I covered a story of multiple murders by a mother on her family members. I covered more auto accidents than I care to remember. I wrote about fires that threatened homes, relatives who threatened relatives, and bosses who threatened employees. Those had a common denominator. Each could have happened in your home or neighborhood. I write novels in which the time is now, and the place cis just down the street from where you live.

Even my lone self-published novel has that trait. One Summer Season: A Young Man's Brutal Baptism Into Love And Baseball had its genesis in my coverage of Class A, short-season baseball while I was sports editor of The Bend Bulletin. Yes, I expand personalities and circumstances, but a lot of that book is taken from incidents I saw or heard about. The roommate who has a new woman over to the house almost every night? Yes. There was a player who left more than a few girlfriends behind when he left Oregon at the end of the season. The brawl that erupts between two bitter opponents? Yes. The Bend Phillies and Bellingham Mariners had such a spat, and there was a brawl of considerable size. It's real life, and the novel reflects that.

My current novel centers on a man who wants to get out of the madness of Manhattan, but his little Connecticut town has major problems just below the surface. He slowly sinks into those problems. Another novel centers on a former Marine who is livid when a child is killed or brutalized. My other novel is about an Average Joe who deals with a harsh past, or does he? He is a sexist bastard, but is he merely covering up hurts and flaws by objectifying women? You be the judge.

Real people, real problems, real peril. I like the sound of that, and I am happy to bring that threat into your homes.

Tuesday, January 30, 2018

End of the new home writing hiatus

Moving into a new home is never easy. It ruins routines, adds pressure that has no business being so dominant in my life, and disrupts any social activity. Maybe most damaging of all is that it trashes an author's schedule.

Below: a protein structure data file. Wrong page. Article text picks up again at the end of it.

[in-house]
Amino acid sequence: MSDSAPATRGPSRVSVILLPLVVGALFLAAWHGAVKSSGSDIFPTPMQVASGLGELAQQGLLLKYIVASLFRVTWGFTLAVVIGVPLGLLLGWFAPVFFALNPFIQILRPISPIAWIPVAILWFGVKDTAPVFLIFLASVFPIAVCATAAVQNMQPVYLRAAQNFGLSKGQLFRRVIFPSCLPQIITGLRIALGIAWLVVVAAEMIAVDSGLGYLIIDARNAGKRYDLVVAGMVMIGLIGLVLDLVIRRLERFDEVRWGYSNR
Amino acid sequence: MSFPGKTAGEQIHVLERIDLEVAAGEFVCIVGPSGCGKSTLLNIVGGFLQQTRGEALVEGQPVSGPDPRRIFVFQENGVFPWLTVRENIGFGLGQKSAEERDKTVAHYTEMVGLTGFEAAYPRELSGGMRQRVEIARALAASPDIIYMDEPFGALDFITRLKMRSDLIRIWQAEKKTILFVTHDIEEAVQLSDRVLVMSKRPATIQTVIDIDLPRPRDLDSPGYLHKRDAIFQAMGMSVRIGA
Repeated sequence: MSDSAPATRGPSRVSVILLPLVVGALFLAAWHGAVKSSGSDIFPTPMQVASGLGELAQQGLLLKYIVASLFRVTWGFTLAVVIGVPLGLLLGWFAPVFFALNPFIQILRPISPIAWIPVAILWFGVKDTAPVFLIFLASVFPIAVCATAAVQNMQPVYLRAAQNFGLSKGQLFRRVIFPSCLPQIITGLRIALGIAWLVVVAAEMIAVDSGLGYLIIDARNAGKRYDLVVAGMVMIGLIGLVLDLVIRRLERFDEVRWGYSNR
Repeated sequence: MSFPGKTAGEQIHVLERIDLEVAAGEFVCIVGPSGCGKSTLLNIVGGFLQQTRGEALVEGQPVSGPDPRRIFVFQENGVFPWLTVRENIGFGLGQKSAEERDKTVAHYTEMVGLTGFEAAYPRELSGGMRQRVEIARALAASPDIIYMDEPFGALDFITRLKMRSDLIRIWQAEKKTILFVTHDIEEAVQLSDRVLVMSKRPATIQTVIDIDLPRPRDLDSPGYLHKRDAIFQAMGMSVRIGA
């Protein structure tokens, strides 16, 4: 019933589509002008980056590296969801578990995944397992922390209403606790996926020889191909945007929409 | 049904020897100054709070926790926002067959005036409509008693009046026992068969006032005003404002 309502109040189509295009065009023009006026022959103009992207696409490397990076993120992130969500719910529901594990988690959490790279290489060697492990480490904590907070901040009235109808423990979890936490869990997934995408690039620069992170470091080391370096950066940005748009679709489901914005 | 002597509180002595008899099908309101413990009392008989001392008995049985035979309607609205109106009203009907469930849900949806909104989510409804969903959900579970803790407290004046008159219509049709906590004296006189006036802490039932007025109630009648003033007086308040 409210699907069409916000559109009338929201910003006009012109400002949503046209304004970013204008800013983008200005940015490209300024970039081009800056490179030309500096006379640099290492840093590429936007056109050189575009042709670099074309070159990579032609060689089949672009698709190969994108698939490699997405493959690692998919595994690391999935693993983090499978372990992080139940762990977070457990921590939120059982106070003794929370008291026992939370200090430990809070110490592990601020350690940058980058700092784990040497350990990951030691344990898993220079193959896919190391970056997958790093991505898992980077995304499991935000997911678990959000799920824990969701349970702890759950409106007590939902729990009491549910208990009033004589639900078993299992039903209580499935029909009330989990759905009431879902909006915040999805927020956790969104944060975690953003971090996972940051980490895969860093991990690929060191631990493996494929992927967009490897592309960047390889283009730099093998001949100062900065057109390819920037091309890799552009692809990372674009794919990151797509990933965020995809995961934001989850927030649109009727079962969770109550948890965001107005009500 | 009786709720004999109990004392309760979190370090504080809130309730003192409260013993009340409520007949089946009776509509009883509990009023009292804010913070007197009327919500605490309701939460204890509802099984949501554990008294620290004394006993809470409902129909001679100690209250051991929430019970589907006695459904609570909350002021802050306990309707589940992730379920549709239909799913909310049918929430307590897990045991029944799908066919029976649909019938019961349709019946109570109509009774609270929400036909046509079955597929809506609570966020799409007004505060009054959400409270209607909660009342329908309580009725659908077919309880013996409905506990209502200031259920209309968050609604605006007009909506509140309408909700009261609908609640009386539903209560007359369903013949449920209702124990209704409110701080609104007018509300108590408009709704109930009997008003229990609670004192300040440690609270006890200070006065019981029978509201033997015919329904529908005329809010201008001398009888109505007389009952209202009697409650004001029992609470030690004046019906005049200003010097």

Revisions on my novel sat idle for slightly more than a month. I prefer to write on my PC, but I was limited to my laptop. I thought the time between writing sessions would be much shorter, but weather (too many nights of below-freezing temperatures) delayed our move-in date because it delayed the installation of our driveway. No driveway, no installation of carpeting. No carpeting, no final inspection from the county. No inspection, no chance to do our move-in. Longtime Anderson residents said they never saw such a protracted cold spell. The weather finally broke, but everyone with a delayed concrete project demanded action. The first warmer day went by without a new driveway. Our builder finagled a way to get on the second-day pouring schedule, but we had to wait for proper curing time, and there was a second cold snap. We finally got carpeting installed almost a week later, and we received the all-clear from the county inspector. Did that clear the way for my return to being an author? Nope. We had a mountain of boxes to unpack, and a PC to get installed.

Finally, last Saturday, my schedule was clear enough for AIC. I felt like I won the lottery. I just finished one revision of the novel. Now I'm ready for the next run-through for analysis and repairs.

I didn't let all writing go unattended during the lull. I concentrated on two short stories. One I shortened slightly to fit the 1,500-work limit required for the Writers Digest short story competition. That one is properly submitted. The second was a new creation tentatively titled A Life of No Apparent Value. It is partially written. Still, nothing replaces a novel in one's hierarchy.of favored projects. I feel liberated. I revise in the middle of the night, early the next morning, and maybe some moments can be snatched just before dinner.

I feel at home, at last. It's more than just the new digs. It's doing what I do, whenever I want to do it.